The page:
SCHUMANN Carnaval

Author: 
Jeremy Nicholas
ODRCD342. SCHUMANN CarnavalSCHUMANN Carnaval

SCHUMANN Carnaval

  • Carnaval
  • Faschingsschwank aus Wien
  • Variations on an Original Theme

Studio Odradek is an audibly small, acoustically controlled space where the instrument is a (2008) Steinway Model B. To some extent, the restricted but not unattractive resulting sound reflects the character of Juan Carlos’s concept. Everything is transparent, neatly executed with a dynamic spectrum of f to p, in tidy performances that rarely stray beyond the confines of the studio.

Nevertheless, Carlos’s Carnaval has some interesting individual touches. For instance, he includes ‘Sphinx’, those three strange bars, different permutations of the A S C H theme that occurs throughout the work, inserted between No 8, ‘Réplique’, and No 9, ‘Papillons’. Most pianists omit them. Carlos copies Rachmaninov’s solution (r1929) of a sinister sustained bass tremolo and prefacing the third section with an added A natural. In No 15, ‘Pantalon et Colmbine’, he highlights the right hand’s quaver G and crotchet F in the second bar (which is what Schumann’s notation indicates) instead of following, as is generally favoured, the downwards trajectory of staccato semiquavers as the leading voice. However, he gives us the conventional view of ‘Chopin’ (No 12), poetic and lyrical, of course, but not agitato or forte as marked (turn to Hamelin – Hyperion, 1/06 – for this).

The coupling is apt. Schumann’s original title for Carnaval was Fasching: Schwänke auf vier Noten (‘Carnival: Jests on Four Notes’); Faschingsschwank aus Wien, composed four years later (1839), is another carnival with those magical four letters ASCH. The same emotional and tonal constraints pertain but listening to Michelangeli’s live performance (1957, Royal Festival Hall – Testament, 12/96) reveals how much more there is to this wonderful score, and how much it benefits from the imagination of a greater artist and the singing tone of a full-size grand – especially in the Intermezzo, surely one of the composer’s most impassioned utterances, to say nothing of the skyrocketing finale.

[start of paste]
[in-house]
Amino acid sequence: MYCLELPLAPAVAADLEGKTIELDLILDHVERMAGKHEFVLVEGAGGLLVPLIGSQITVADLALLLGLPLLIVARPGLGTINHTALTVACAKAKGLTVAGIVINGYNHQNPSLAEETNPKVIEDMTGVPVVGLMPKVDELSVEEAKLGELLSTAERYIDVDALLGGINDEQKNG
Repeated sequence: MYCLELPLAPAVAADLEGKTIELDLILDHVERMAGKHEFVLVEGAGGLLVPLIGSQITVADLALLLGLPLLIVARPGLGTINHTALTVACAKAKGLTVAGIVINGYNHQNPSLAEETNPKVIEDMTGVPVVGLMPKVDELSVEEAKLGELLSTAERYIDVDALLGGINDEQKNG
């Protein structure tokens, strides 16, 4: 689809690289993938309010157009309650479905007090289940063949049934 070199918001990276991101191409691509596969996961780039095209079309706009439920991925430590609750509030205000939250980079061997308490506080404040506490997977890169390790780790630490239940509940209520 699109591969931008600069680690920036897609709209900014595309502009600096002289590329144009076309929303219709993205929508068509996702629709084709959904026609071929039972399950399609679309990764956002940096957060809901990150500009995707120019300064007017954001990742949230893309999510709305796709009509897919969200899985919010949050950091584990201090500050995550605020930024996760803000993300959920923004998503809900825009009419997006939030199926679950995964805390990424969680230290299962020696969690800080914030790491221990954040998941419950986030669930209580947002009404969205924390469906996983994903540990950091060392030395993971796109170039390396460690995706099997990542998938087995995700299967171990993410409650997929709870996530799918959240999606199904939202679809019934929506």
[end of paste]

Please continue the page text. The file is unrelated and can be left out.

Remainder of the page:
Carlos concludes his programme with the Geistervariationen, a work that might seem out of place with what has gone before but which the pianist feels depicts ‘an ethereal, ghostly carnival from within, probing different facets of a single character’.

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